The Top 8 decks from the Pro Tour get tons of attention as the best performing decks of the event. While it’s true that all of the decks in the Top 8 of the event put up positive records, sometimes that doesn’t tell the entire story.

I’ve learned some lessons observing the performance of various teams and decks over the last couple years that I use to make my deck decisions for events on the weekend following the Pro Tour. It’s important to decipher exactly why or how a deck performed well at the Pro Tour, and how these decks will translate to the metagame after the Pro Tour.

Was it Overrepresented?

Matt Nass finished in Top 8 of Pro Tour Kaladesh with an Aetherworks Marvel deck, but no other competitors playing the deck managed to finish in the Top 8 with the deck. As the most popular deck in the room, Aetherworks Marvel represented a smaller percentage of the Top 8 than it did total decks in the tournament. This kind of statistic tells you that Aetherworks Marvel under-performed at the tournament, and was likely flawed in some way despite an initial buzz.

Basically, it was very likely that a copy of Aetherworks Marvel would slip into the Top 8, even if the deck didn’t have an outstanding win-rate, simply because of the percentage of the field the deck represented. This doesn’t mean a deck is necessarily great—just that someone will run above their expectation with a deck if enough copies are played. Pay attention to how popular decks are and realize that if a deck is highly represented in the field, you’re likely to see it in the Top 8 of the event as well.

Temur Marvelworks

Matt Nass, Pro Tour Kaladesh

Was it Metagame-Specific?

Sometimes decks from the Top 8 of the Pro Tour are designed for a specific metagame. Despite being dominant, Colorless Eldrazi fell off the map after Pro Tour Oath of the Gatewatch. Once the Eldrazi menace was revealed to the world, better versions of the deck were created, like U/W Eldrazi, to fight the mirrors. Chalice of the Void was meant to prey on decks like Infect, Burn, Living End, Zoo, etc. but was a complete blank in mirror matches. When I look back at that Pro Tour, I would have played the exact same Colorless Eldrazi deck with the information I have now just because it was simply dominant against other archetypes, and not enough players came up with good versions of Eldrazi to warrant building my deck in a different way. Colorless Eldrazi in my eyes was the best deck for that tournament. So when you analyze decks from the Pro Tour, keep in mind that the card choices and archetypes you see are considered with a specific metagame in mind, and may not make sense as early as the next weekend.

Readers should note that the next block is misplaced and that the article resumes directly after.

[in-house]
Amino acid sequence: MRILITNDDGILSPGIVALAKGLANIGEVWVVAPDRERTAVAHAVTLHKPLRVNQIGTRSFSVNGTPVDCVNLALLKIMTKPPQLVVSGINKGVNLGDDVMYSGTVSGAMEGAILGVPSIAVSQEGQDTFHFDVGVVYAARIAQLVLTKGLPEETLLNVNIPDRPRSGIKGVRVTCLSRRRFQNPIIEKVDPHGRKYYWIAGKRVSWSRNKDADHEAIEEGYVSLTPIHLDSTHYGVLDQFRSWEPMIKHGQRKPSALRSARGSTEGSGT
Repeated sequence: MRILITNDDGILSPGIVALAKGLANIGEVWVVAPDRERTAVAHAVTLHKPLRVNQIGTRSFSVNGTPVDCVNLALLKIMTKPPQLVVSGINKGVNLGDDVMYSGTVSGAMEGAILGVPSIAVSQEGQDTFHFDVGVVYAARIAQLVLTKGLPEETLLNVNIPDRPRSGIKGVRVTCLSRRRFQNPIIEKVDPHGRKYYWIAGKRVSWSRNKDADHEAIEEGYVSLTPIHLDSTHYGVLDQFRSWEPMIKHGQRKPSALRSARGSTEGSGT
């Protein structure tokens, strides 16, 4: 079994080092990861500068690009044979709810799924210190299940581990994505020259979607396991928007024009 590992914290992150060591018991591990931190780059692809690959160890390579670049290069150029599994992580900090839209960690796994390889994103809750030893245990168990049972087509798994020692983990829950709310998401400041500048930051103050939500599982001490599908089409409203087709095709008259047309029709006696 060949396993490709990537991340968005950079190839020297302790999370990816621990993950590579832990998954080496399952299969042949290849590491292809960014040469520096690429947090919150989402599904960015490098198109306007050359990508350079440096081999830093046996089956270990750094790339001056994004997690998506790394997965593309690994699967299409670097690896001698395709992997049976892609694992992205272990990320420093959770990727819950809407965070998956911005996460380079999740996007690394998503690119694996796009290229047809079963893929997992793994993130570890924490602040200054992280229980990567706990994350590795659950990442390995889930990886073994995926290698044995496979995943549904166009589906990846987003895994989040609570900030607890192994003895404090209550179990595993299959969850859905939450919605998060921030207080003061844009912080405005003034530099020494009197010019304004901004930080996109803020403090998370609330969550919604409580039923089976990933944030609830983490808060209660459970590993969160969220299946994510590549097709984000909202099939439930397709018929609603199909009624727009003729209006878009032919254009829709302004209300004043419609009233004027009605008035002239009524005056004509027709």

Colorless Eldrazi

Ivan Floch, Pro Tour Oath of the Gatewatch

Was it Better than it Performed?

Last Pro Tour, most of my team and I played a B/G Delirium deck. It ended up being a dominant archetype in the metagame following the Pro Tour, but was a truly awful choice for the Pro Tour. As I said before, Aetherworks Marvel decks showed up in huge numbers, making our deck choice extremely poor. We anticipated under 10% Aetherworks Marvel, and more than double the number we expected showed up. We tested Aetherworks Marvel and didn’t think the all-in version we had, similar to what other teams played, was consistent and resilient enough to withstand any amount of hate. This caused us to flat-out miss on the metagame, as we expected others to reach the same conclusion, and we got punished for it. Our deck was still functional and still a good deck—it just wasn’t right for that event. So when you see a deck at the Pro Tour that bombed out, you may want to consider what was going through the player’s minds before dismissing it as a bad deck and keep it in your arsenal for later weeks.